Outstanding Payment Meaning & Strategies for Collecting Them
August 26, 2023
Collecting an outstanding payment, whether from a client or a fellow business, can prove challenging, especially for small businesses.
Having one or more clients incur unpaid invoices can leave your business with significant financial setbacks, which is why it’s important to have a policy in place to prevent or reduce these issues.
Fortunately, there are quite a few different ways you can regulate the occurrence of unsettled or outstanding balances from your clients and business partners. Keep reading to learn how to track client payments better and keep your business protected from possible losses brought on by overdue invoices.
- An outstanding payment is any amount in a client’s invoice that is unpaid. It is different from an overdue payment, which is an unfulfilled balance that is already past the due date.
- Creating an elaborate outstanding payment policy in conjunction with your company’s payment terms effectively reduces instances of late payments and non-payments.
- Unsettled outstanding or overdue invoices leave large gaps in your business’s financial health and can significantly impact your success.
What is an Outstanding Payment?
An outstanding payment, also called an outstanding invoice or outstanding balance, is the total amount on an invoice that remains unpaid.
Note that outstanding payments have not yet gone past the payment deadline, but we’ll dive deeper into the differences between outstanding and overdue payments in the next section.
The meaning of outstanding payment also applies to businesses when a vendor owes their suppliers or creditors a payment. An outstanding invoice, particularly one issued for a loan, can also include interest charge fees, balance transfers, and cash advances.
In a typical transaction, the business sends an invoice to the client to request payment for their products and services. The invoice contains the total amount due, including the deadline for the customer to settle their balance.
The customer is then obliged to fulfill their end of the bargain and ensure they pay for what they purchased. It is crucial that sellers and businesses inform their customers of the payment terms for their goods and services.
Outstanding vs. Overdue Payment
At first glance, the terms outstanding payment and overdue payment seem to refer to the exact same thing, but there’s an important distinction between an outstanding balance and an overdue payment.
When a client has an outstanding balance, it means they have an existing balance or unpaid amount on their billing statement, but that doesn’t necessarily mean the deadline for the payment has been exceeded.
An overdue payment, on the other hand, is money for a service, product, or subscription that remains unpaid after the set due date.
Overdue payments usually indicate that the client did not honor or acknowledge the business’s payment conditions.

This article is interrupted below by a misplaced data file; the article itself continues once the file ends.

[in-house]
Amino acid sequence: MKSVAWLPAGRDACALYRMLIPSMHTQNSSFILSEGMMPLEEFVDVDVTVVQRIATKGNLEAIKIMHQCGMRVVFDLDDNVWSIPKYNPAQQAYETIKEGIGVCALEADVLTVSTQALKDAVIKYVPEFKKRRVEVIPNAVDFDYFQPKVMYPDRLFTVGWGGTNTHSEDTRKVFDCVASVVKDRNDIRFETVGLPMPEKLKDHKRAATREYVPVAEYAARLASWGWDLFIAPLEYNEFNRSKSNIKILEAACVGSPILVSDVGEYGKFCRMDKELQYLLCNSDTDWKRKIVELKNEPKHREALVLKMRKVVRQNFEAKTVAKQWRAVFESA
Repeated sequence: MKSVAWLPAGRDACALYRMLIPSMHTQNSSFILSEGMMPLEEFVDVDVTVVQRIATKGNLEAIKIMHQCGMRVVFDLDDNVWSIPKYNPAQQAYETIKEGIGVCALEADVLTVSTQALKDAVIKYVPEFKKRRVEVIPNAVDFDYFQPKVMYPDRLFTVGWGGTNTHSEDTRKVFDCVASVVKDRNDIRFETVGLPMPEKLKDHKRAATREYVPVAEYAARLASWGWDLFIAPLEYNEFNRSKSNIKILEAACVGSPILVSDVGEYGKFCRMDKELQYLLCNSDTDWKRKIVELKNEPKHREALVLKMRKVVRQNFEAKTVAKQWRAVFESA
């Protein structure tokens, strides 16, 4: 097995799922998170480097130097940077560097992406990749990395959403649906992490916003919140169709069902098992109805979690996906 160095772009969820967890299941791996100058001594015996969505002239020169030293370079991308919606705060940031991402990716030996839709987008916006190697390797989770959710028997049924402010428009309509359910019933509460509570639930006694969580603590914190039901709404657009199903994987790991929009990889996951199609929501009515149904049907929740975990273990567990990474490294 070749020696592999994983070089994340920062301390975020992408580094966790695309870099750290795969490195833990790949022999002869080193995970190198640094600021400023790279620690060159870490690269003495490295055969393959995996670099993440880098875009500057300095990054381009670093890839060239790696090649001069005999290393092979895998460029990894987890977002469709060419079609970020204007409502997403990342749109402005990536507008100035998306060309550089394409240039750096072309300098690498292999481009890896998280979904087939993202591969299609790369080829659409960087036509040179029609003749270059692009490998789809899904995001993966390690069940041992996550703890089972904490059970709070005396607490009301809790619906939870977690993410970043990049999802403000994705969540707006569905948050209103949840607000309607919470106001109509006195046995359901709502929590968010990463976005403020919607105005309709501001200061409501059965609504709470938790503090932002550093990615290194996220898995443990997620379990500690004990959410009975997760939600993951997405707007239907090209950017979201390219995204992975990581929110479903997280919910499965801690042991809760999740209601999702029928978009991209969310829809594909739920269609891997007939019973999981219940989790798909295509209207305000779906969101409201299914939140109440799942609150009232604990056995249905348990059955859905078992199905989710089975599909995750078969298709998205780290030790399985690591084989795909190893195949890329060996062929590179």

The Importance of Monitoring Outstanding Payments
A business needs a steady cash flow to thrive and expand. Monitoring customer invoices and securing timely payments are essential to preventing bankruptcy and maintaining good financial health for the business.
When an invoice remains outstanding or unpaid, it slows down business operations in such a way that business owners cannot make timely payments to suppliers and follow their budget accordingly.
The amount that a client or business owes to their fellow business is money that could have been used to purchase raw materials and equipment, pay utilities and debts, and compensate employees.
If a vendor has an outstanding balance meant to be paid to a supplier or creditor, the balance is recorded as accounts payable (AP) on their general ledger. AP only includes short-term debts or payments for invoiced services and items.
It does not include long-term debts such as bonds, lease contracts, or payroll. At the same time, accounts payable is different from accounts receivable because the latter refers to payments that clients owe to a business in exchange for invoiced goods and services.
Accounts receivable are recorded as current assets on a business’s balance sheet.
Effects of Outstanding Payments on Businesses
Outstanding payments create a ripple effect of financial and operational setbacks for your business. It disrupts your cash flow and budget plan and leaves you, your client, and your supplier with a string of debts.
Suppliers cannot acquire new raw materials and replenish their stocks, while businesses are unable to entertain new clients, produce more products, and complete pending tasks and projects.
Subsequently, employees of a small business may experience delays in receiving their salaries since the business has insufficient funds to cover all office expenses and process payroll.